The design of 526-acre Prospect Park began in 1865 (at the close of the Civil War). The landscape architects were Frederick Law Olmsted and Calvert Vaux, the same men who created Central Park. It has been said that they preferred Prospect Park to the one in Manhattan, largely because they were freer to follow their own vision: to recreate the atmosphere of an Adirondack retreat.
Prospect Park has been undergoing an extensive, ongoing renovation whose aim is to return the grounds as closely as possible to their original state. So far this has meant the restoration of the boathouse (now the Audubon Center) as well as other park buildings, the reclamation of park waterways lost to silt and overgrowth, the establishment of a network of nature trails, and new plantings everywhere, especially by the Lullwater, Prospect Lake, and ponds around the park.
Near the end of the day, we stood by one of those ponds, feeding mallards, seagulls and swans. Then we made our way to the main entrance, at Grand Army Plaza, where we re-entered the “Real World”.
[Editor’s Note: John Gallagher’s book, “The Battle of Brooklyn 1776,” is a fascinating account of the largest battle of the Revolutionary War, where Militiamen held off the British Army long enough for General Washington and his army to escape across the East River from Brooklyn to Manhattan. The book includes interesting maps of the battle and is available at www.amazon.com.]
Off Into the Sunset
By Joanne Gerber
Vol. 25, Issue3, Fall 2003
"Beautiful!" We were on Mount Taurus, above the eastern bank of the Hudson River in Putnam County, New York. The sun was getting ready to set, leaving behind layers of orange and lavender sky that dissipated into a mist over the mountain tops. "Across the river and to the left is Storm King Mountain," a hiker next to me said. "And on this side just to our right, Breakneck Ridge."
It was a special moment during the Nighttime Cold Spring to Beacon hike. We had started in Cold Spring around 4:30 on a Saturday afternoon in July, but we never did get to Beacon, about six miles to the north. Instead, we did a circuit within Hudson Highlands State Park, starting with the white (Washburn) trail, which took us to the summit of Mount Taurus, then to the blue (Notch) trail, the red (Brook), the yellow (Undercliff), and finally back to the Washburn. The leader was Richard Weinberg, who has led many hikes to Bear Mountain and Croton Point, but saw this trip as an opportunity to do something he hadn`t tried before: a hike at night.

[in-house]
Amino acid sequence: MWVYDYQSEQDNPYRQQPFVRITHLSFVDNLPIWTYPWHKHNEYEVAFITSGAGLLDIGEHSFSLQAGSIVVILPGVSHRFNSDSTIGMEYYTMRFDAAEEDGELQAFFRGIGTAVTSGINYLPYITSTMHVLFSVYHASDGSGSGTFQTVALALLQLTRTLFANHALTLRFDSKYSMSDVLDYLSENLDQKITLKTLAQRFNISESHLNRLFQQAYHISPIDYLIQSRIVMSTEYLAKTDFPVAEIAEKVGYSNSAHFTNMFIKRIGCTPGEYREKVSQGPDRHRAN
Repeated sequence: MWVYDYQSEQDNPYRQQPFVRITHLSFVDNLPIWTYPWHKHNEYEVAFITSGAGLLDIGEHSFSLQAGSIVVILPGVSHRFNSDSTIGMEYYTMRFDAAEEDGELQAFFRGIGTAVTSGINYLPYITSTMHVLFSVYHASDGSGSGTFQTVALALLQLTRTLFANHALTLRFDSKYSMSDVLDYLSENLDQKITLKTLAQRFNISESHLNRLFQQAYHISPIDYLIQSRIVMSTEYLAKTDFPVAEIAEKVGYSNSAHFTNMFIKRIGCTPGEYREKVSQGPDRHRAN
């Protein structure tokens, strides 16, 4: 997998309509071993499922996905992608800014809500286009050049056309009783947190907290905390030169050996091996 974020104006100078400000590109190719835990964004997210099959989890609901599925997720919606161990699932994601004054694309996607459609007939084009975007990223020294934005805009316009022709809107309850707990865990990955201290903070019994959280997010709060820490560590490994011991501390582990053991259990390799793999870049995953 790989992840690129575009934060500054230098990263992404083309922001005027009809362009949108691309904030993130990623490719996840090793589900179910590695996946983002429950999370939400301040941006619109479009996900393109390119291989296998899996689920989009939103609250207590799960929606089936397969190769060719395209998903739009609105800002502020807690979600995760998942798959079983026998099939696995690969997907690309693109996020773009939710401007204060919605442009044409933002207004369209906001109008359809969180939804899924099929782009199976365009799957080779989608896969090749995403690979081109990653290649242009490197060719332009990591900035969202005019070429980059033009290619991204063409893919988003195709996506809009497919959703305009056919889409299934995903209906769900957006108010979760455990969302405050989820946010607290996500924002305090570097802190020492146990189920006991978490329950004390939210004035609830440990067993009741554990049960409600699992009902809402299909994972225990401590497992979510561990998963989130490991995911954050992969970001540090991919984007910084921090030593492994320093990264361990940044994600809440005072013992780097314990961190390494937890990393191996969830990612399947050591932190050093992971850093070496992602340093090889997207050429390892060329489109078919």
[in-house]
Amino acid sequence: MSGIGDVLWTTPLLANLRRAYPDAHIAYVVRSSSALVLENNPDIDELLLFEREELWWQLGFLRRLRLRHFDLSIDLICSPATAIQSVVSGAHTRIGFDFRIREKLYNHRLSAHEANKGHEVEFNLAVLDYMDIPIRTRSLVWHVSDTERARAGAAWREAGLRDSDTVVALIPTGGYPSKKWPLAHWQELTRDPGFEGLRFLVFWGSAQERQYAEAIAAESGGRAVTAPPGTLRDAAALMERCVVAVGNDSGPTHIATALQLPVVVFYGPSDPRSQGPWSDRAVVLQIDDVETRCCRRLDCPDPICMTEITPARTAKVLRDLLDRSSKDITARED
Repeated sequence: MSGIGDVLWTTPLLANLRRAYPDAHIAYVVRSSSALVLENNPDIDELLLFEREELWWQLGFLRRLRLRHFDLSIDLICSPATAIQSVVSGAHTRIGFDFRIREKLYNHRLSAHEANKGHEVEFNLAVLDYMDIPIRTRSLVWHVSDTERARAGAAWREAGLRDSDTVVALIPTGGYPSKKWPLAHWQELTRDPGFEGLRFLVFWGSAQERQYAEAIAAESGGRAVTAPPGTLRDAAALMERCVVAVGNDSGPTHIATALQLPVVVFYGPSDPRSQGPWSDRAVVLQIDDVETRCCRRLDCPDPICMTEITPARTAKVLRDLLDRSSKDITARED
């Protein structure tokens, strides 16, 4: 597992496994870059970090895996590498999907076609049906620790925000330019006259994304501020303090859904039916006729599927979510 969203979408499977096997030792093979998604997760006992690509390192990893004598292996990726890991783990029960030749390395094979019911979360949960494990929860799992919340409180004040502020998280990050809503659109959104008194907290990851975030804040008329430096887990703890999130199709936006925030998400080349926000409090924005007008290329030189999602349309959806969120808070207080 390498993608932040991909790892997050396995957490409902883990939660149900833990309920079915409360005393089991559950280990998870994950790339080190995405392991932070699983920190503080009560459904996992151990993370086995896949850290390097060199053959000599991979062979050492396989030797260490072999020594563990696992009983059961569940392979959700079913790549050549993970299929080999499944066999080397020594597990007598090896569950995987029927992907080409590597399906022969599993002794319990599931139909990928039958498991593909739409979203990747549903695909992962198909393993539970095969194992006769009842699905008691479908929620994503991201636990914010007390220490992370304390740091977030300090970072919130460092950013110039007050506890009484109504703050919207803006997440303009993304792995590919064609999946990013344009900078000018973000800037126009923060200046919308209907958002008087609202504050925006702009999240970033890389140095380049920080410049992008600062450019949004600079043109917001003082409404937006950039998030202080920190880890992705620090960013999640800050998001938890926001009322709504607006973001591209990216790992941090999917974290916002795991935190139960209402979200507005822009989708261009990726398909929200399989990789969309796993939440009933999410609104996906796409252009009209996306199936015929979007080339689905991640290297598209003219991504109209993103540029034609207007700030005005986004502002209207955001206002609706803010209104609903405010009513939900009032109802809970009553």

At first our route seemed to veer well away from the river and deep into the woods. But now and then a break in the foliage would reveal that the Hudson was still just below. By the time of our first break, after an hour`s climb, the Hudson River had fallen some distance away. Another hour brought us to the top of the 1,420-foot-high Mount Taurus, also known as Bull Hill. There we had our dinner break while taking in a spectacular view of the valley, with Cold Spring on the near bank, West Point farther south on the opposite bank, and countless mountains beyond.
It was on the way down from the summit that we saw the orange and lavender sunset. That was somewhere on the blue trail, on a rocky knoll that had a wide-open view. Streetlights along the banks of the river were already lit, creating a glittering counterpoint to the tinted sky. We then turned back into the forest, crossing a small wooden bridge over a stream, and then passing some ruins of stone buildings. This last was once part of the turn-of-the-century estate of Edward Cornish, who owned the National Lead Company. He had a farm as well as a mansion on the estate, and those buildings were where they used to milk the cows.
After we passed the Cornish estate, we continued through a thickening forest, on the red trail. Here we could see the sun setting even when we couldn`t see the sky. Shafts of deep-orange sunlight colored the canopy of trees above us and the rocky outcroppings around us. Some of the light fell under stones along our path, giving the impression of smoldering embers.
Then night fell in earnest. Those lights along the river turned into pinpricks against total blackness. From here on, all eyes were cast downward; the lower halves of 28 bodies were intermittently lit by flashlights all aimed towards our feet. We maneuvered down hills and around loose rocks as much by feel as by sight, and were grateful to any hikers ahead of us who happened to be wearing white, as they were reassuringly easy to spot in the darkness. In any case, our string of hikers tightened up to ensure that no one strayed from the trail.
No one got lost, and at about 10:15 PM we emerged from the forest onto Route 9D in Cold Spring, just in time to catch a late train back to Grand Central.